In the present study, only 5.1% of the dentists consider to use two-step self-etch adhesive system as the first choice, while 61.7% consider two-step total-etch adhesive systems. This data can be alarming considering the fact that some products belonging to this category have induced very high annual failure rates in clinical studies [21]. A hypothetical explanation for the popularity of this material’s category could be related to the low cost of some commercial brands and the fact that the majority of the dental schools from the Rio de Janeiro State still consider these adhesives as the first choice for direct restorations in the dental clinics, regardless of the dental lesion origin and location. Another interesting information related to the adhesive procedures provided from the current study is that 82.7% of the dentists that reported the use of self-etch adhesive systems affirmed to always apply phosphoric-acid etching on enamel. This can be considered a positive attitude since recent data demonstrated that the chance of failure in NCCLs restorations tend to be reduced when using the technique of selective acid conditioning, although without statistical significances [21, 24].

Composite resin has been considered the material of choice to restore NCCLs due to the overall properties, the bonding ability to the dental adhesive, the ease of handling and the esthetic possibilities [21]. Besides that hybrid/microhybrid composites were preferred by the majority of dentist in the current survey (56.4%), there is no data in the literature that supports a superior composite for this type of restorative procedure. In vitro work demonstrates that materials formulated with smaller filler particles allow a better polishing of the restorations, favoring the maintenance of gloss and surface roughness when compared with materials formulated with larger filler particles, which could positively influence restorations longevity and periodontal response [25]. Clinical data is still necessary to properly support this hypothesis.

Regarding the longevity of NCCLs restorations, only 8.3% of dentists considered that they could last for more than 5 years. One theoretical explanation is that this general perception of low durability could be associated with the traditional use of two-step etch-and-rinse adhesive systems in Brazil, as also verified in the current survey with a group of dentists from the State of Rio de Janeiro. As previously discussed, the success of NCCLs restorations has intimate relation with the adhesive system of choice and the long-term studies show retention rates around 97% during 8 years of clinical follow-up when two-step self-etch adhesive systems with mild acidity are used [20]. On the opposite side, two-step etch-and-rinse adhesives are generally associated with the lowest retention rates [20]. As already stated, the majority of participants in the current survey do not apply specific tools to elaborate a proper diagnose of the NCCL. Therefore, this general perception of reduced longevity could also be associated with the lack of proper, methodical, methods to identify the real etiology of NCCLs.

Conclusions

According to the obtained results it is possible to conclude that:
  1. a.

    the majority of the respondents revealed to seek distinguishes among the different NCCLs types, but only a few declared to use auxiliary methods to support their diagnosis;

     
  2. b.

    the remuneration type affected attitudes regarding the isolation method;

     
  3. c.

    the two-step total-etch adhesive systems are the most used to restore NCCLs lesions;

     
  4. d.

    and that for the most part of the respondents the restorations of NCCLs made with resin composites do not last for more than 5 years.

     

Notes

Authors’ contributions

All authors contribute evenly for this work. All authors read and approved the final manuscript.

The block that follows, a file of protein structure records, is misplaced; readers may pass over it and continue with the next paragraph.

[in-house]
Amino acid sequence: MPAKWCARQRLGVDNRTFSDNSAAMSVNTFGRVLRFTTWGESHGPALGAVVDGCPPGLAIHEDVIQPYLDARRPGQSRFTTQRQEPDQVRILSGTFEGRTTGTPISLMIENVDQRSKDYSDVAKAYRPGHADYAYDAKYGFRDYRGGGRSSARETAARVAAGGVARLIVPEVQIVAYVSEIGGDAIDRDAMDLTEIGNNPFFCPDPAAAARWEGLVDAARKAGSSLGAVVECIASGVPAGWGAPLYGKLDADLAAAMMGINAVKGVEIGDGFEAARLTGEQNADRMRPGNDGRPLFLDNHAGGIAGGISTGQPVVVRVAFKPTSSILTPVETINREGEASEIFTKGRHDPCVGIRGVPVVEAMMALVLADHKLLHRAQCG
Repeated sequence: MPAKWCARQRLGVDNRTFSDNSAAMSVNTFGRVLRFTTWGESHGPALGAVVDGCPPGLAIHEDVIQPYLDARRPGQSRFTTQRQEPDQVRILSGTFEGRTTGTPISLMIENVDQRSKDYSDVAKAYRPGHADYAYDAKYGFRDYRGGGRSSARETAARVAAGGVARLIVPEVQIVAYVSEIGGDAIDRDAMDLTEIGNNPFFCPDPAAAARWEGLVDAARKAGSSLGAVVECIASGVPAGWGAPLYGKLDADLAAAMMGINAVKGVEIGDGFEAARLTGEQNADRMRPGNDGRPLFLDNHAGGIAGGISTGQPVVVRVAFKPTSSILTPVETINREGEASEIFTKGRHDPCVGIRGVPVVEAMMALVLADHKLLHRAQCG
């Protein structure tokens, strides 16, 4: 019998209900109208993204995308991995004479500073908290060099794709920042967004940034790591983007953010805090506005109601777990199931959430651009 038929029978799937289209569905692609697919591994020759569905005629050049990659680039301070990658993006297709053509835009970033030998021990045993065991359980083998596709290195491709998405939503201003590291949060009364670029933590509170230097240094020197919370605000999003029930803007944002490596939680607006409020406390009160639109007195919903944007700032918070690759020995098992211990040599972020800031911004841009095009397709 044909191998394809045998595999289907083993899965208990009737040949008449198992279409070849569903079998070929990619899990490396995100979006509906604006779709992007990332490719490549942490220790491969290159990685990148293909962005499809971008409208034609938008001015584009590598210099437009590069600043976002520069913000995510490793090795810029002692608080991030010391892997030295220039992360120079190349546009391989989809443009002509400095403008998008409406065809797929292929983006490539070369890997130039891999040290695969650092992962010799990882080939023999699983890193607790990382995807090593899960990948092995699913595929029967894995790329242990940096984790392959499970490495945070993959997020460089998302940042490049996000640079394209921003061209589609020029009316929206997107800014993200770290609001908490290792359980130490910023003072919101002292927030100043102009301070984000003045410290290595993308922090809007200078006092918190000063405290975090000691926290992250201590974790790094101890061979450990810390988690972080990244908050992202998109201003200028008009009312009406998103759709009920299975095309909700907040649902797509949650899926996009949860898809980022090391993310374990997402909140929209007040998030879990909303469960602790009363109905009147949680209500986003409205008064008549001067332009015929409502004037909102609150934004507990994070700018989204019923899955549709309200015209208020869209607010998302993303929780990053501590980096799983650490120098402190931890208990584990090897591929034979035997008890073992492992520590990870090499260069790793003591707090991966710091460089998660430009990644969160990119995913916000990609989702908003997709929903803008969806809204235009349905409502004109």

Acknowledgements

The authors thank all dentists that contributed with their answers to the submitted questionary and the support provided by the CRO-RJ. RAM thanks CNPq for the PIBIC/UFF scholarship. LFS and LMC thank Fundação de Amparo à Pesquisa do Estado do Rio de Janeiro (FAPERJ) for the “Jovem Cientista do Nosso Estado” grant. LFS and LMC thank FUNADESP for scientific scholarships.

Competing interests

The authors declare that they have no competing interests.

Availability of data and materials

The raw data of the current manuscript cannot be shared due the protection rules signed with the Ethics and Research Committee of Federal Fluminense University.

Consent for publication

All authors of the manuscript have read and agreed to its content and are accountable for all aspects of the accuracy and integrity of the manuscript in accordance with ICMJE criteria.

That the article is original, has not already been published in a journal, and is not currently under consideration by another journal.

The authors agree to the terms of the SpringerOpen Copyright and License Agreement.

Ethics approval and consent to participate

This study was approved by the Ethics and Research Committee of Federal Fluminense University (#804.400). All participants filled the consent form and all the informed data is protected in secrecy.

Funding

LFS and LMC received funding support from Fundação de Amparo à Pesquisa do Estado do Rio de Janeiro (FAPERJ) by “Jovem Cientista do Nosso Estado” grants.

Publisher’s Note

Springer Nature remains neutral with regard to jurisdictional claims in published maps and institutional affiliations.

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© The Author(s) 2018

Open AccessThis article is distributed under the terms of the Creative Commons Attribution 4.0 International License (http://creativecommons.org/licenses/by/4.0/), which permits unrestricted use, distribution, and reproduction in any medium, provided you give appropriate credit to the original author(s) and the source, provide a link to the Creative Commons license, and indicate if changes were made.

Authors and Affiliations

  • Rodrigo Antonio Modena
    • 1
  • Patrícia Nivoloni Tannure
    • 2
  • Vinícius Athayde Pessoa
    • 2
  • Larissa Maria Cavalcante
    • 1
    • 3
    • 4
  • Luis Felipe Jochims Schneider
    • 1
    • 4
    • 5
  1. 1.School of DentistryFederal Fluminense UniversityNiteróiBrazil
  2. 2.School of DentistryVeiga de Almeida UniversityRio de JaneiroBrazil
  3. 3.School of DentistrySalgado de Oliveira UniversityNiteróiBrazil
  4. 4.Nucleus for Dental Biomaterials Research, School of DentistryVeiga de Almeida UniversityRio de JaneiroBrazil
  5. 5.Centro de Saúde Veiga de AlmeidaRio de JaneiroBrazil